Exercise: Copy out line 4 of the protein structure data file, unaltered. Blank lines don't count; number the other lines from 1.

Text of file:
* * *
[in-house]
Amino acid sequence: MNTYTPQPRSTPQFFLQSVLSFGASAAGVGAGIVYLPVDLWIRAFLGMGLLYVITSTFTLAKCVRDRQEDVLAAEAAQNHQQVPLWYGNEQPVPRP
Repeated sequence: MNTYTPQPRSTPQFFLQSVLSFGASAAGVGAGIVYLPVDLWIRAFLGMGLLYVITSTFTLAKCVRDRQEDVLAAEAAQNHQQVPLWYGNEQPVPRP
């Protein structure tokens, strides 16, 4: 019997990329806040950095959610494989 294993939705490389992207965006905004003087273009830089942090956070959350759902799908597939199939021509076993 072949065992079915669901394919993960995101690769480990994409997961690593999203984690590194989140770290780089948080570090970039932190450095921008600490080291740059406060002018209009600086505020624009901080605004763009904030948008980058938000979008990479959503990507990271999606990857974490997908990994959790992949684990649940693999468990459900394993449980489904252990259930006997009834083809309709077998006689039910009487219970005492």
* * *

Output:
């Protein structure tokens, strides 16, 4: 019997990329806040950095959610494989 294993939705490389992207965006905004003087273009830089942090956070959350759902799908597939199939021509076993 072949065992079915669901394919993960995101690769480990994409997961690593999203984690590194989140770290780089948080570090970039932190450095921008600490080291740059406060002018209009600086505020624009901080605004763009904030948008980058938000979008990479959503990507990271999606990857974490997908990994959790992949684990649940693999468990459900394993449980489904252990259930006997009834083809309709077998006689039910009487219970005492």